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Column: Sacking Mourinho will allow United to rebuild

When you're in a hole, stop digging: That's the strategy Manchester United is pursuing by sacking Jose Mourinho.

Ditching the manager midseason, a risky move with no successor in place, became necessary not simply because results on the pitch have been bad but because the 55-year-old's negativity was making United tough to admire and even tougher to watch, threatening the bottom line of the ever-growing globalized business.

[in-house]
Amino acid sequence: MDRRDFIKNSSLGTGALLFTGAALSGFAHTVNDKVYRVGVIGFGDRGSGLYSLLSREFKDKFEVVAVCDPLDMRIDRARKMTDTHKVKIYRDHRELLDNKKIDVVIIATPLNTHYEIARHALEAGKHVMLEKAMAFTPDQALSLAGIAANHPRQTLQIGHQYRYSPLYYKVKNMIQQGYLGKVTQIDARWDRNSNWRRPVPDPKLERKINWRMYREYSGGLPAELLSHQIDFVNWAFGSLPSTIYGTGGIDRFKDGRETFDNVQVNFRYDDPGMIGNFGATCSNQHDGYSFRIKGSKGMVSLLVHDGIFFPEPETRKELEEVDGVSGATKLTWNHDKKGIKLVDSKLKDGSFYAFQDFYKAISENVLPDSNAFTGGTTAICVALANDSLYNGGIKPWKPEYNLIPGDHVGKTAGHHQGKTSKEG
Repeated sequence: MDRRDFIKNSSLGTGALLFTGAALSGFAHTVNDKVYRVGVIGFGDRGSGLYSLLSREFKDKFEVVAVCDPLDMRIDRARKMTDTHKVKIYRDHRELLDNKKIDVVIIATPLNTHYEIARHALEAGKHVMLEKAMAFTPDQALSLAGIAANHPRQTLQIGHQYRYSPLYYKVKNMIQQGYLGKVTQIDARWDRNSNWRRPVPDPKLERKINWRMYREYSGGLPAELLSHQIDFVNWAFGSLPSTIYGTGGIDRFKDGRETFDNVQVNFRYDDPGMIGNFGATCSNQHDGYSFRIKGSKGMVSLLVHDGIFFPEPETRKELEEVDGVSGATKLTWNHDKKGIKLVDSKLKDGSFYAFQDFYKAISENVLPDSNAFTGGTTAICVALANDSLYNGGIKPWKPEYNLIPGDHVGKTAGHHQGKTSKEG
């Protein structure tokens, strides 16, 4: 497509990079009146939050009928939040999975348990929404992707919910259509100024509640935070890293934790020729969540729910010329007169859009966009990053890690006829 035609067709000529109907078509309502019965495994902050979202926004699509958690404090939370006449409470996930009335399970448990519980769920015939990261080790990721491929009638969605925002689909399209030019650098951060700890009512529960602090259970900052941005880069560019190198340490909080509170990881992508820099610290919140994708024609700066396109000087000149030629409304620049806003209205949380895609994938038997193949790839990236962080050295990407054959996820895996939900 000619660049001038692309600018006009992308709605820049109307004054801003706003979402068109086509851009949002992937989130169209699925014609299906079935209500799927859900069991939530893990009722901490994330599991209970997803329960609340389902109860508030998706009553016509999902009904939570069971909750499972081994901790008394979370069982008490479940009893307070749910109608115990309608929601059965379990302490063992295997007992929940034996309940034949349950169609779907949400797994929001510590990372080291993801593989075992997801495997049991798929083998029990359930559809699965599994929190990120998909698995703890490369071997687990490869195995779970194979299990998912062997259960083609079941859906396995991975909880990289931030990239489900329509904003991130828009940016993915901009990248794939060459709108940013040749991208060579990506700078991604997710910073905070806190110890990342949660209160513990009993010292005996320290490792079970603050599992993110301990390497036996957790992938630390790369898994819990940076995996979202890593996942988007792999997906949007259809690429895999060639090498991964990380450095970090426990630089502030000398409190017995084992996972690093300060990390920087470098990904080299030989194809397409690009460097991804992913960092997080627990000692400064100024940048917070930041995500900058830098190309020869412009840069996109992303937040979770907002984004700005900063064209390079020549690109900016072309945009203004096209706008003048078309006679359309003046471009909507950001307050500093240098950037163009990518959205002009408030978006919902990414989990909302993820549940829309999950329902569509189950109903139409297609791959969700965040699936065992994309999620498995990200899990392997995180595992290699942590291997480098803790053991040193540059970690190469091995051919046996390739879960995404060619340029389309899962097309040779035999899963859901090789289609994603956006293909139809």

Grumpy. Toxic. Whiny. Defeatist. Words that have sprung to mind in Mourinho's plummet to mediocrity this season also risked washing off onto the United brand. At a time when the club is facing more intense competition than ever - for fans, for revenue and for results on the field - from both established rivals and other teams fueled by foreign money like Manchester City, United couldn't wait around for Mourinho to get his mojo back.